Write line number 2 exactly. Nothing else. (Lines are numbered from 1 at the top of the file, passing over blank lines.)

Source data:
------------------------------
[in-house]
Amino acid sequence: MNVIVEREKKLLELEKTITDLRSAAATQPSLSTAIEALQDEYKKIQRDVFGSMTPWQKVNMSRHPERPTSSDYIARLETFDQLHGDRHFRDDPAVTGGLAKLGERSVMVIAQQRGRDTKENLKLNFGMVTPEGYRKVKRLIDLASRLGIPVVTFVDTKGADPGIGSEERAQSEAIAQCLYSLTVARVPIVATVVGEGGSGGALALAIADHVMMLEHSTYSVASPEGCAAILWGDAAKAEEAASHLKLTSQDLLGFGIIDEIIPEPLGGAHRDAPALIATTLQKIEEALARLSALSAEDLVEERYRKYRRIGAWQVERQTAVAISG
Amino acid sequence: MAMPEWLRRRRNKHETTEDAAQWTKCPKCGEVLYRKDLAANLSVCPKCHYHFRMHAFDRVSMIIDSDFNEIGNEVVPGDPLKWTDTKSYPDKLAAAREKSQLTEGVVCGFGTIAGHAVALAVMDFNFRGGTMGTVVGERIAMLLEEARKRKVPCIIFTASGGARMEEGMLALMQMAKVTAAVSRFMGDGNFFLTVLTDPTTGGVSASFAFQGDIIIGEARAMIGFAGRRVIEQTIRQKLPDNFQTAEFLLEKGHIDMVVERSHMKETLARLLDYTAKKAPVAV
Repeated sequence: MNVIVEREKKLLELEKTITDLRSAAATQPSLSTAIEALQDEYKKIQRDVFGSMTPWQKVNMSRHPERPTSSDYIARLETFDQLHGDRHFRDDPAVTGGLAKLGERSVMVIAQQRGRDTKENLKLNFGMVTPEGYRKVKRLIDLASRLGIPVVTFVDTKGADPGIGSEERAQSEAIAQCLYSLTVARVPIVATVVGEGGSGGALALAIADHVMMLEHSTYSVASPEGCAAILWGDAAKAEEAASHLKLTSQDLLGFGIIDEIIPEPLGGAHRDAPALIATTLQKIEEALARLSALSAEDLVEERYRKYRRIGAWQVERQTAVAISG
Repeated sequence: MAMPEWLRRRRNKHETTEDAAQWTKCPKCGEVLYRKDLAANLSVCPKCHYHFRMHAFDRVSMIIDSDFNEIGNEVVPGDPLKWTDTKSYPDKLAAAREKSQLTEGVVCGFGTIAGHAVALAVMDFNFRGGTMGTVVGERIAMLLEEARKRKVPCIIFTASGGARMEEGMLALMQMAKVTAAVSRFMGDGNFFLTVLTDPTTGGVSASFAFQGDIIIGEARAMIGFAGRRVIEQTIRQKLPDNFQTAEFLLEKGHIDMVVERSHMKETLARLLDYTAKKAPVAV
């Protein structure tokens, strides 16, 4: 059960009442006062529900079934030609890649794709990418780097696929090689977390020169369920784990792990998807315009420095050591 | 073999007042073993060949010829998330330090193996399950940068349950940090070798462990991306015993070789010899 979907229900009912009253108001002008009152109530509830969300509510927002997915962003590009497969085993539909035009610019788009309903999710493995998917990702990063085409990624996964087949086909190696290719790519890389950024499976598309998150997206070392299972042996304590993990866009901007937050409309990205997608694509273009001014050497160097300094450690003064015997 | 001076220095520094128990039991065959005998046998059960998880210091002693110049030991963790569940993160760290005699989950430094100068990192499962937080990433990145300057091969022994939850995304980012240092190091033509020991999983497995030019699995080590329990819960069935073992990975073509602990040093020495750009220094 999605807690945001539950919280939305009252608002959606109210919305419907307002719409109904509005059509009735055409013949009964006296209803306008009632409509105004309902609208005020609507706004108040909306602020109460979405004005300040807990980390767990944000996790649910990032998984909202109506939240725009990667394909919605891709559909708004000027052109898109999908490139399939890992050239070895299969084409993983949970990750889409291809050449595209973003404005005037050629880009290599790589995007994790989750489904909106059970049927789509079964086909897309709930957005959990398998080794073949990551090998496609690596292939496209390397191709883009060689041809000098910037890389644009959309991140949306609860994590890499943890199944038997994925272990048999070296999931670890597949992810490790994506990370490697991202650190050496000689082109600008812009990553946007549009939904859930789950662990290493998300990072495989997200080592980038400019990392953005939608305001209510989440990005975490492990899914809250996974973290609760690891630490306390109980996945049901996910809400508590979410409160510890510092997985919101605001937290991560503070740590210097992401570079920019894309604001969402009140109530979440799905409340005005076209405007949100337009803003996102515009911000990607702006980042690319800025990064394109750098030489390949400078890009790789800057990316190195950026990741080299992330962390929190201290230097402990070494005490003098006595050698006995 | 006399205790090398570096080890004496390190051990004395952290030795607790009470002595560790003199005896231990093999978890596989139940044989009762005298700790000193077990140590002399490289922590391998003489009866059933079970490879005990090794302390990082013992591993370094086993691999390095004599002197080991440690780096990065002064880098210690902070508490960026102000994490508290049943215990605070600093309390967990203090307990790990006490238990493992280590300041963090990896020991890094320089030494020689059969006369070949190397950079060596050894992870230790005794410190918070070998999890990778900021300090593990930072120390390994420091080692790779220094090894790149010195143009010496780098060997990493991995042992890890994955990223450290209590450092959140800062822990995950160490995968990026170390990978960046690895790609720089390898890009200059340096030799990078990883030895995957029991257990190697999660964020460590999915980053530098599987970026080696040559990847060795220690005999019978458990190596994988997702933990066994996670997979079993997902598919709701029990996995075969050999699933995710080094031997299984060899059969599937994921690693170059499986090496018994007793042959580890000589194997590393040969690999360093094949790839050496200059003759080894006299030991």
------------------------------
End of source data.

Amino acid sequence: MNVIVEREKKLLELEKTITDLRSAAATQPSLSTAIEALQDEYKKIQRDVFGSMTPWQKVNMSRHPERPTSSDYIARLETFDQLHGDRHFRDDPAVTGGLAKLGERSVMVIAQQRGRDTKENLKLNFGMVTPEGYRKVKRLIDLASRLGIPVVTFVDTKGADPGIGSEERAQSEAIAQCLYSLTVARVPIVATVVGEGGSGGALALAIADHVMMLEHSTYSVASPEGCAAILWGDAAKAEEAASHLKLTSQDLLGFGIIDEIIPEPLGGAHRDAPALIATTLQKIEEALARLSALSAEDLVEERYRKYRRIGAWQVERQTAVAISG